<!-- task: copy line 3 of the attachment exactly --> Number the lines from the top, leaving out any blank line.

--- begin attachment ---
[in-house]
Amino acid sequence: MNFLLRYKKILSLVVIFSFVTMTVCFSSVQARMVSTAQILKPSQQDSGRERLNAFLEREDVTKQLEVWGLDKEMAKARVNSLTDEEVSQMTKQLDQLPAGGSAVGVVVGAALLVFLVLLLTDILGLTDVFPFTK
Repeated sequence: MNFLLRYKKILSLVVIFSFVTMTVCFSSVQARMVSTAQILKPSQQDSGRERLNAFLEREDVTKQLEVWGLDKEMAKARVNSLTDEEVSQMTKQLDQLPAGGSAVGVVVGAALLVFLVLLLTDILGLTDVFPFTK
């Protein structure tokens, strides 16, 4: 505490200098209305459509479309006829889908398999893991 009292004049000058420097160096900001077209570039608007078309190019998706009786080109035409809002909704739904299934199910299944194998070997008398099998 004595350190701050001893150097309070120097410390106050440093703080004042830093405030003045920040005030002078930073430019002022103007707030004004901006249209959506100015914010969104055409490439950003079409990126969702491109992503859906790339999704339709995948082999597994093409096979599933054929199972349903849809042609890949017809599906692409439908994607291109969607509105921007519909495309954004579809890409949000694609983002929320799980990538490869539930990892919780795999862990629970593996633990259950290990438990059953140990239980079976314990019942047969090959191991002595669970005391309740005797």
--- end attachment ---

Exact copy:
Repeated sequence: MNFLLRYKKILSLVVIFSFVTMTVCFSSVQARMVSTAQILKPSQQDSGRERLNAFLEREDVTKQLEVWGLDKEMAKARVNSLTDEEVSQMTKQLDQLPAGGSAVGVVVGAALLVFLVLLLTDILGLTDVFPFTK